There was never much of a doubt heading into the season that the White Sox offense would be one of the weaker aspects of the team. Even if the expected above-average contributors — Jose Abreu, Melky Cabrera, Todd Frazier, Tim Anderson — performed at or around their median expectations, there were far too many unknown quantities in the lineup to expect everything to break right. In the likes of Matt Davidson, Omar Narvaez, Tyler Saladino, Avisail Garcia, Leury Garcia, Yolmer Sanchez, Cody Asche, Jacob May and
Charlie Tilson, Peter Bourjos, Willy Garcia, the likelihood of a majority of them performing well above their median expectations was miniscule.
The performances to date of each of these players, in both groupings, has varied considerably this season. For instance, Avisail Garcia has been the most productive offensive performer by a pretty wide margin through the first 32 games of the season and Davidson has been better than expected for the most part, while Anderson and Cabrera have been among the worst. But regardless of how individuals have over- or under-performed expectations thus far, one fact remains the same: The White Sox offense is bad.
This is true by both traditional measures and if you dig deeper. The White Sox are second-to-last in the American League in OPS, ahead of only the Kansas City Royals. They’re dead last in walk rate, 13th in slugging, tied for 13th in wRC+, 14th in TAv, and last in home runs. Likewise, their hard contact rate is last in the league at 26.6 percent, and they’re hitting ground balls at the fourth highest rate in the league.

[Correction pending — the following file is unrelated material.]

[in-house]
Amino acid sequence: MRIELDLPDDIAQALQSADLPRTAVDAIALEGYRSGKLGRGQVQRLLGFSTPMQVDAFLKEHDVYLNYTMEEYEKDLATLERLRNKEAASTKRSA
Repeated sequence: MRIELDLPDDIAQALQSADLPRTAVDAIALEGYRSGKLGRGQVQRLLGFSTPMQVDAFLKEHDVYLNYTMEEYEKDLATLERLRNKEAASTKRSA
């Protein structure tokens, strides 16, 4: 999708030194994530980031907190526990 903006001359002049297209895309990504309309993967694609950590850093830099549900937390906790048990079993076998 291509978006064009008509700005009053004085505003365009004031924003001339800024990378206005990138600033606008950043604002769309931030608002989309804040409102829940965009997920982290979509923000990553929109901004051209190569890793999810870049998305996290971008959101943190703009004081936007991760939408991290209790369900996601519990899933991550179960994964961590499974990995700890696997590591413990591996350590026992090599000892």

But this is nothing new. The White Sox have been bad on offense for a while now, and this year’s rankings thus far fall pretty well in line with those from a season ago.
As you can see, while the White Sox rank in the bottom five of those seven categories this year, they also did a year ago. This isn’t going to surprise anyone because A) we already know the White Sox were bad last year, B) there wasn’t much offensive turnover from 2016 to 2017, and C) they’re not trying to compete this year. However, it does at least illustrate the distance the White Sox have to go in building a competitive offense.
The solution appears to be in the works, with Anderson (despite his slow start) the first developmental success the system has produced offensively in quite some time. Supplement him with Yoan Moncada, Zack Collins, and maybe even Luis Alexander Basabe in years to come, and the White Sox will have the makings of an offensive core core if those players’ respective developments come to fruition. Developing those players and other unheralded talents into offensive pluses will also depend on consistency in the coaching ranks, where Todd Steverson, Mike Gellinger, and the rest of the staff have their work cut out for them, but seem to have built a developmental foundation the White Sox have lacked for some time now.
The fact that the White Sox, even amid a five-game losing streak after Thursday night’s 7-6 loss to Minnesota, are still 15-17 with a run differential of plus-2, is somewhat of a miracle when you consider the offensive shortcomings and the fact that they’ve been without the likes of Carlos Rodon, James Shields (who showed positive progress in his first few starts), Nate Jones, Zach Putnam, and Jake Petricka for various lengths thus far.
But that just goes to show what a solid foundation like the White Sox have had under Don Cooper can do for a team’s unit. The White Sox hitting foundation has yet to be built, but the base is there. It’s just going to take a while longer for the fruits of their labor to start showing at the major league level.
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